The association also funds the Chicagoland Dealers Care program. Directors in the last year approved $1,5000 donations to the Boy Scouts of America Three Fires Council, based in St. Charles; to the Crystal Lake Food Pantry; and to Loaves & Fishes Community Services, in Naperville. The donations followed contributions to those entities by Joe Cotton Ford, Courtesy Buick-GMC, and the Continental Motors family of dealerships, respectively.
The relationship of our dealer body with the USO of Illinois continues to flourish. In four July campaigns, CATA dealerships generated $422,000 for USO programs that support deployed troops; military families; wounded; ill and injured troops and their caregivers; and families of the fallen.
The total raised from 2017 efforts, the fifth July, was not available at the time of this writing, but it is expected that the 105 participating dealers raised more than the $166,000 collected in 2016.
It does not at all surprise me that CATA dealers keep surpassing previous fundraising totals. What some might not recognize is that dealers are already deeply rooted within their communities and constantly strive to make a difference. The CATA's partnership with the USO of Illinois is a natural fit and a cause that dealers can appreciate and, demonstrably, fully support.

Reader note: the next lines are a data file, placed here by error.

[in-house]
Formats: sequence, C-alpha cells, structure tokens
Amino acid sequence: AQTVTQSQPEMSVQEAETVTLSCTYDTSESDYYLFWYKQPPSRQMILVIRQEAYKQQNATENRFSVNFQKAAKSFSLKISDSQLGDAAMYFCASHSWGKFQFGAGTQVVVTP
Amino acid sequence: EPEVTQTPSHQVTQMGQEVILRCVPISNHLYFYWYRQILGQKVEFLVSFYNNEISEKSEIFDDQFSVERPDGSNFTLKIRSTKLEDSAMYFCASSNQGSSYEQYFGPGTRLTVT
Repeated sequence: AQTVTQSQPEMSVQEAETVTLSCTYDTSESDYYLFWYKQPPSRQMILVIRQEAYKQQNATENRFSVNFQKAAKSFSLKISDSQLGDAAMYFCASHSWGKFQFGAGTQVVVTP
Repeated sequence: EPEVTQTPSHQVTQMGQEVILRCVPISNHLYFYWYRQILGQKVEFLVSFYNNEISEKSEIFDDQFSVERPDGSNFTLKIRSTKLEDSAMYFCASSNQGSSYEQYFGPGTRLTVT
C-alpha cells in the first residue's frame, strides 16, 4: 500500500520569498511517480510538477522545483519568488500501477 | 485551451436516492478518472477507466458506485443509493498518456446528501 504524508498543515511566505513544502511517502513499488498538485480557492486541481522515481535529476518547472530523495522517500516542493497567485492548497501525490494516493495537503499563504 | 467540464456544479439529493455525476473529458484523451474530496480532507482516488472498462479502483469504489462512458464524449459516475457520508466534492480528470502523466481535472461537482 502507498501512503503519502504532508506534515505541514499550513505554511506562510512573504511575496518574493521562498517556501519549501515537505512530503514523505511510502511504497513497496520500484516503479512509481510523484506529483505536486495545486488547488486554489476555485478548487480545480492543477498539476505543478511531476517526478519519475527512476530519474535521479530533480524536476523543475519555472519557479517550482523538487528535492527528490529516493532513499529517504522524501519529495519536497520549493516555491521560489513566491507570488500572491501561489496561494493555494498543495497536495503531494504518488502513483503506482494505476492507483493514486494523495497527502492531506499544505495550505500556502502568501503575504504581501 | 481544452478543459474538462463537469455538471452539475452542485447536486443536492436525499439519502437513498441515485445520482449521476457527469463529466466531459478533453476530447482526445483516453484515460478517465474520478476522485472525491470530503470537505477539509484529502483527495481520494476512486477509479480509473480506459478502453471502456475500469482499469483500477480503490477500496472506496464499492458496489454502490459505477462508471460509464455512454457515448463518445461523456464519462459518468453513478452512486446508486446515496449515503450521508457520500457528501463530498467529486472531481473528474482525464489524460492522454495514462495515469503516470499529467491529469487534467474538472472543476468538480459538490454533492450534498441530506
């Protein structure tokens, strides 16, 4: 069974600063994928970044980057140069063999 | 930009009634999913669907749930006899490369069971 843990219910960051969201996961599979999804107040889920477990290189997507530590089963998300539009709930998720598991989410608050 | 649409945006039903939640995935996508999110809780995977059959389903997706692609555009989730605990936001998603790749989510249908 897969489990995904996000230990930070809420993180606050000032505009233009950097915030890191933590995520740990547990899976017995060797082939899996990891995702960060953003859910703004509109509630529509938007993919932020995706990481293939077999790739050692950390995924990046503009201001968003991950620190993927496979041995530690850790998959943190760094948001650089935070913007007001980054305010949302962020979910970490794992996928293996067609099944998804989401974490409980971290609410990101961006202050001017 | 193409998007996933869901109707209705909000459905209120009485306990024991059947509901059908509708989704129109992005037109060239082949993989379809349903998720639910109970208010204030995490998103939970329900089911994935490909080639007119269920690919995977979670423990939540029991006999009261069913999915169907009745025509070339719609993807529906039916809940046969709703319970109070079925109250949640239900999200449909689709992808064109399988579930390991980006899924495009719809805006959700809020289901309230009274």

And don't forget First Look for Charity. The black-tie fundraiser held at the Chicago Auto Show raised more than $3 million in 2017 for the first time. The proceeds are distributed to 18 area nonprofits, and the CATA underwrites the catering and other ancillary costs. In its 26 editions, the event has raised nearly $48 million for charities to pursue their missions.
On the advertising front, the association dedicated about one-third of a $1 million budget in 2017 for its "Lease You Can Do" campaign to promote the advantages of leasing from the area's new-car dealers. Leasing activity in Illinois lagged much of the nation until the state's revenue department changed the taxation method effective Jan. 1, 2015. Lease penetration increased immediately, and now leases are close to 30 percent of vehicle transactions in northeast Illinois. And if Chicago is exempted from the equation, lease penetration jumps to 35 percent.
CATA officials have had numerous discussions with Chicago about eliminating its 9 percent use tax on leased cars, which causes the drag, and we continue to push the city to end that tax.